Pirates and Rum (again)

Originally posted 20 June 2013

The popularity of pirate reenactment, which fosters romantic notions about what were, with rare exceptions, seagoing muggers and thugs, has led to many questions about the types of rum that pirates drank. I get enough of these that I decided to post answers to a few questions. One unusually thoughtful writer asked if pirates drank anyhing like the standardized dark rum that was produced for the Royal Navy. I find this highly unlikely, for several reasons. First, the strength of the naval rum ration wasn’t fully standardized until the Napoleonic War era of the early 1800’s, while most of the famous buccaneers flourished almost a century earlier. Second, naval-quality rum commanded a premium in most places compared to the rotgut made for local consumption and trade, so it is likely that thrifty mariners of ill repute would have bought the cheaper article for crew rations. They may have drunk better rum in port, but this was an individual choice.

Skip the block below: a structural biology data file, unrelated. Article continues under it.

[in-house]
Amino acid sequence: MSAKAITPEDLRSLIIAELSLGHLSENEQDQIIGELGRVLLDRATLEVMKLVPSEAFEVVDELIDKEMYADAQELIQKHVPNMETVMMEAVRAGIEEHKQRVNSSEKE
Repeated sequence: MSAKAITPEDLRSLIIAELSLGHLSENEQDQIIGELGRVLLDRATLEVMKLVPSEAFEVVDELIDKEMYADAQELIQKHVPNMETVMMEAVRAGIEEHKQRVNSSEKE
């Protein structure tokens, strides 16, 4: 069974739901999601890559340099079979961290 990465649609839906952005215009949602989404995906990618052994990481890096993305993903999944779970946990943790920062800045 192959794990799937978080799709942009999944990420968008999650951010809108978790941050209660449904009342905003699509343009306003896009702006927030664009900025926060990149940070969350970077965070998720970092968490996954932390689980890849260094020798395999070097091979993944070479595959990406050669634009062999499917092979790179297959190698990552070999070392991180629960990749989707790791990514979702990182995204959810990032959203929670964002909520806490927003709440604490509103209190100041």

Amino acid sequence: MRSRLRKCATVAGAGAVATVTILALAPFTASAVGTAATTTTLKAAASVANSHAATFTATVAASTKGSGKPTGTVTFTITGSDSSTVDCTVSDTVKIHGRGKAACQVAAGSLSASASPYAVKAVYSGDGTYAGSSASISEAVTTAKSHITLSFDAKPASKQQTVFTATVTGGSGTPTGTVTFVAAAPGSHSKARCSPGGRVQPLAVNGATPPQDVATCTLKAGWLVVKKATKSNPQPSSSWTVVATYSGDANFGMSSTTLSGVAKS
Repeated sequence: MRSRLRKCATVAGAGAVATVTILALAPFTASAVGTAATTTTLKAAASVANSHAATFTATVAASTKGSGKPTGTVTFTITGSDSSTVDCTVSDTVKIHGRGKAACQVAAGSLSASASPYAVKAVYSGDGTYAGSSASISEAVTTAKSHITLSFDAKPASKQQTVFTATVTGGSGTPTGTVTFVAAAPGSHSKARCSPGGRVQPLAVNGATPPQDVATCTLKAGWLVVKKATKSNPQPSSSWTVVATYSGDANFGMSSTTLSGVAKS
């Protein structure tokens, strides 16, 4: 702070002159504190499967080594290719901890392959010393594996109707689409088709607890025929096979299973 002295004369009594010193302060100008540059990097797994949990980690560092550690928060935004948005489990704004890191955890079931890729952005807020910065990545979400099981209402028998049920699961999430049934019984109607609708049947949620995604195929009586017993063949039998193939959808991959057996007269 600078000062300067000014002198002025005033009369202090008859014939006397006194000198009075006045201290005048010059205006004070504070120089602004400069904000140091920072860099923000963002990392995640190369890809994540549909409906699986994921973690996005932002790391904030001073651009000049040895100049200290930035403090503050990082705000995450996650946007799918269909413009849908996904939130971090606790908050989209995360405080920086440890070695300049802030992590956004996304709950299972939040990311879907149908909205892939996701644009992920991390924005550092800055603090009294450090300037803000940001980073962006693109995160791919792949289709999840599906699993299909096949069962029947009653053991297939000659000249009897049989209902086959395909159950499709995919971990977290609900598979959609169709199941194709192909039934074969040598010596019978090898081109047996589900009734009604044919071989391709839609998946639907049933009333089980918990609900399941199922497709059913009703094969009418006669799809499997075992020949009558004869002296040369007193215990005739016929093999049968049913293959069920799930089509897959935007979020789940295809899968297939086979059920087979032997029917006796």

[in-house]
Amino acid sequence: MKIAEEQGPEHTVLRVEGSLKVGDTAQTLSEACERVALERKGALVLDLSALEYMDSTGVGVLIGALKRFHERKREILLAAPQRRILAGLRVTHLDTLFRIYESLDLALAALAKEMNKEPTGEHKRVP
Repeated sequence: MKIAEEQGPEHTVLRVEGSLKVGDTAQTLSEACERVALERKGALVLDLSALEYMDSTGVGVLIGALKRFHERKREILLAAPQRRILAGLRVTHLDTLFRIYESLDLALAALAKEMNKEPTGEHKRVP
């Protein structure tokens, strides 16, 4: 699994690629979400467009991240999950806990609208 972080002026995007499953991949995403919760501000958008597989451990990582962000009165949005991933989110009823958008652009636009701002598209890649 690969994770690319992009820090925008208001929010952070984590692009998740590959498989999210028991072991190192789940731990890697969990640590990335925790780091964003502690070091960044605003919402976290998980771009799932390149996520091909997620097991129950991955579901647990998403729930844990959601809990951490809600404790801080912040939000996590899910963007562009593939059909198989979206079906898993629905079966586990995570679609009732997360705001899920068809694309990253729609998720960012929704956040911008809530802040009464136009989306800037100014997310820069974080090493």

It is worth noting that most of the rum consumed during the peak era of Caribbean piracy was probably not carefully aged dark rum, but pale spirits that were aged haphazardly if at all. The chemistry of aging was poorly understood, and though experienced drinkers must have noticed that the rum that sat in the holds for a while was better than companion barrels that were tapped immediately, there was little standardization or quality control before the 1750’s at the earliest. By then Blackbeard, Henry Morgan, and Calico Jack Rackham were all long dead, none having had a chance to enjoy a tot of the rum that was to become a symbol of the navy that ended their careers.